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To explain the importance of correct mount point setup in an SAP environment.
What type of mounts are available? What to consider? What are the recommendations?
What mount options are available?
Hard and soft. It determines the recovery behavior of the NFS client after an NFS request times out. If neither option is specified (or if the hard option is specified), NFS requests are retried indefinitely. If the soft option is specified, then the NFS client fails an NFS request after retrans retransmissions have been sent, causing the NFS client to return an error to the calling application.
What to consider?
soft timeout can cause silent data corruption in certain cases. As such, use the soft option only when client responsiveness is more important than data integrity. Using NFS over TCP or increasing the value of the retrans option may mitigate some of the risks of using the soft option.
An NFS file system that is mounted with the soft option returns an error if the server does not respond. The hard option causes the mount to continue to retry until the server responds. If a file system is mounted by using the hard option and becomes unavailable, an application that uses this file system hangs until the file system becomes available.
To improve performance, NFS clients cache file attributes. Every few seconds, an NFS client checks the server's version of each file's attributes for updates. Changes that occur on the server in those small intervals remain undetected until the client checks the server again. The noac option prevents clients from caching file attributes so that applications can more quickly detect file changes on the server. In addition to preventing the client from caching file attributes, the noac option forces application writes to become synchronous so that local changes to a file become visible on the server immediately. That way, other clients can quickly detect recent writes when they check the file's attributes. Using the noac option provides greater cache coherence among NFS clients accessing the same files, but it extracts a significant performance penalty.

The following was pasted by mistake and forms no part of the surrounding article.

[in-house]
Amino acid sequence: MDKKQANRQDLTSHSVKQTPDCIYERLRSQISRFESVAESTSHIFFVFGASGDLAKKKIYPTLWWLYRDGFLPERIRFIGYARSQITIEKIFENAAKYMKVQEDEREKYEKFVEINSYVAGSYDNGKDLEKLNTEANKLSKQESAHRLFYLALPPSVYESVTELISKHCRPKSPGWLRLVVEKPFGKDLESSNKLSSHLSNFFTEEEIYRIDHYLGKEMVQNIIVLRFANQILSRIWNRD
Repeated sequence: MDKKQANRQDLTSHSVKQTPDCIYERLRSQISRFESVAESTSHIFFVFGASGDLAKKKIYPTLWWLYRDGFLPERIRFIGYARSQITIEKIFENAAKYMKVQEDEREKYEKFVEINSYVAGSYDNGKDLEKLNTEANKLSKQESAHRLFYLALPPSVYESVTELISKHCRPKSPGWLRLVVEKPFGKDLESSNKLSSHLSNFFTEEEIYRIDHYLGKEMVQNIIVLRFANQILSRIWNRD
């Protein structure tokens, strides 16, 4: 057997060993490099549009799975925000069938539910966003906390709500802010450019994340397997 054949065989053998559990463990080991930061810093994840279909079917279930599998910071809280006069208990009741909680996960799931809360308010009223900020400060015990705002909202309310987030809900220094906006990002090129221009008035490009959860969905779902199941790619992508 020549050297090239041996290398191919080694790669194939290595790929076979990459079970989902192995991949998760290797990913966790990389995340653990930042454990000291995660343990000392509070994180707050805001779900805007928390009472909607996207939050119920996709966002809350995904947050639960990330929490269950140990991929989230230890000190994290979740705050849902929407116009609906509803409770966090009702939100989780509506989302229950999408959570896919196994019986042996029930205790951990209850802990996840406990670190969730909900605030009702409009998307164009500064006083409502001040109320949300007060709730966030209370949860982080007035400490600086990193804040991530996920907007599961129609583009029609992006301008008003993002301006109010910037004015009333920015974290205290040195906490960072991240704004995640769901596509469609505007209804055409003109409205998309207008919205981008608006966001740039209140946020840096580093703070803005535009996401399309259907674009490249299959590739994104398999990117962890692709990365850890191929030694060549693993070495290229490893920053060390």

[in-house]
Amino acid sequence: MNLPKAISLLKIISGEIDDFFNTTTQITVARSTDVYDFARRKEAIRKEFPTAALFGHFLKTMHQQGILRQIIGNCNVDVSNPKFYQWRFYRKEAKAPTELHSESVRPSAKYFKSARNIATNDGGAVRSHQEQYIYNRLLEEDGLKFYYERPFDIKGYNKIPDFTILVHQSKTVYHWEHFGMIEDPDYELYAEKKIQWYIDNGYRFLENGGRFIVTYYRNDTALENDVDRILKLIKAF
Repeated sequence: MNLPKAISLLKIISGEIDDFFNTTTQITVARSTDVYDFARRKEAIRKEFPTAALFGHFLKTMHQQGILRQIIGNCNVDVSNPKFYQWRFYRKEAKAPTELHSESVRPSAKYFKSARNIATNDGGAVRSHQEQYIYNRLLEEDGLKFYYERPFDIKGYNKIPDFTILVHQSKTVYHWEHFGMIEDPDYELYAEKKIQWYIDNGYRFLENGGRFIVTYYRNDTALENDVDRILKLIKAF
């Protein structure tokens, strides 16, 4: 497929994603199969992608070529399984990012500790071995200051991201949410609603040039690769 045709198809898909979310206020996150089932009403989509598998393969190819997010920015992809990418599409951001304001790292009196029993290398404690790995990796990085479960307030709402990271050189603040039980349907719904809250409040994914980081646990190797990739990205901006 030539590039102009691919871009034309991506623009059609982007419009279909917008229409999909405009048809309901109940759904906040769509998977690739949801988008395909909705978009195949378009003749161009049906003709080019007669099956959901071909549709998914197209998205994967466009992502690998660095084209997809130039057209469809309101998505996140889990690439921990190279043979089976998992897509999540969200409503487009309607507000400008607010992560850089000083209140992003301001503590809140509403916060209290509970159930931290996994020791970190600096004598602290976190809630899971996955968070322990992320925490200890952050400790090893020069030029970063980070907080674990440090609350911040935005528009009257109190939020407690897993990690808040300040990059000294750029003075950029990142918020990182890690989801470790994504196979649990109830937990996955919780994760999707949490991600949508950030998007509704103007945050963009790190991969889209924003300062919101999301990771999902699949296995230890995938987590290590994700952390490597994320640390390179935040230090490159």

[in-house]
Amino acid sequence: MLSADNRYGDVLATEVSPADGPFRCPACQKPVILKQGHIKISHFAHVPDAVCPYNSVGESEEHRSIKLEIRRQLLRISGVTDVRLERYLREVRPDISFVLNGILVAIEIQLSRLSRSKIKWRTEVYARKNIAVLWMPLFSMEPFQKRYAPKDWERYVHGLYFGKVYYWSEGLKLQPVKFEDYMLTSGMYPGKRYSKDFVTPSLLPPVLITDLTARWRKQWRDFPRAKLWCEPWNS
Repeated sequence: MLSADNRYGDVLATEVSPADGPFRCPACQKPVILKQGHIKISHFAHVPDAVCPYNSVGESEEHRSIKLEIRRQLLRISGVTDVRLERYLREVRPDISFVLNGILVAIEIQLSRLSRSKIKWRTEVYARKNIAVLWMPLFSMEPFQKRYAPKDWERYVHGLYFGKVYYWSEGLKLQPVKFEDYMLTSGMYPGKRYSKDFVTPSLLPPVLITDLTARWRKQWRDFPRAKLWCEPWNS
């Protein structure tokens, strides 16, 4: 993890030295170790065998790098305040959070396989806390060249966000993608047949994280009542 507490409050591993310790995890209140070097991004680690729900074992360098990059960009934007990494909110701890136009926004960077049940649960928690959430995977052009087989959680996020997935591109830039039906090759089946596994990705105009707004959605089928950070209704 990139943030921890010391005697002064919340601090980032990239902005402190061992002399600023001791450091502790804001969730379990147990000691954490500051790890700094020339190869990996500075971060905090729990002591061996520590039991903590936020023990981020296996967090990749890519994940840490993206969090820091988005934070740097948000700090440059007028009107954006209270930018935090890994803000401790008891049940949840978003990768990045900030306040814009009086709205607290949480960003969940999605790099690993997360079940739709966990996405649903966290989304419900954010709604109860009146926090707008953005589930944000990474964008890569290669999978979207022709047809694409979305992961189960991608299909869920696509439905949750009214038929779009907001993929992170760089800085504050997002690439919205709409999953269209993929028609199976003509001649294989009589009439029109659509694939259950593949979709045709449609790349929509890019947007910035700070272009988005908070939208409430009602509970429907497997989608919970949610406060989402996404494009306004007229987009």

Selects whether to allow signals to interrupt file operations on this mount point. If neither option is specified (or if nointr is specified), signals do not interrupt NFS file operations. If intr is specified, system calls return EINTR if an in-progress NFS operation is interrupted by a signal. Using the intr option is preferred to using the soft option because it is significantly less likely to result in data corruption.
What are the recommendations?
Although soft-mounting the directories causes the error to be detected sooner, it runs a serious risk of data corruption. This is what we need to avoid in an SAP environment.
- Always use noac option for soft-mounted directories (if you do prefer soft-mounts - not recommended).
- In general, read/write directories should be hard-mounted. Use the intr option to mount the hard-mounted directories, which allows the user to interrupt from the keyboard a process that is in a retry loop.
Important note for Linux The intr / nointr mount option is deprecated after kernel 2.6.25. Only SIGKILL can interrupt a pending NFS operation on these kernels, and if specified, this mount option is ignored to provide backwards compatibility with older kernels. In this case use option 1 (soft mount with noac)
Troubles with noac? Refer to Performance impact of disabling NFS attribute caching
What SAP directories is it about?
- /sapmnt/SID/global (joblog, TemSe)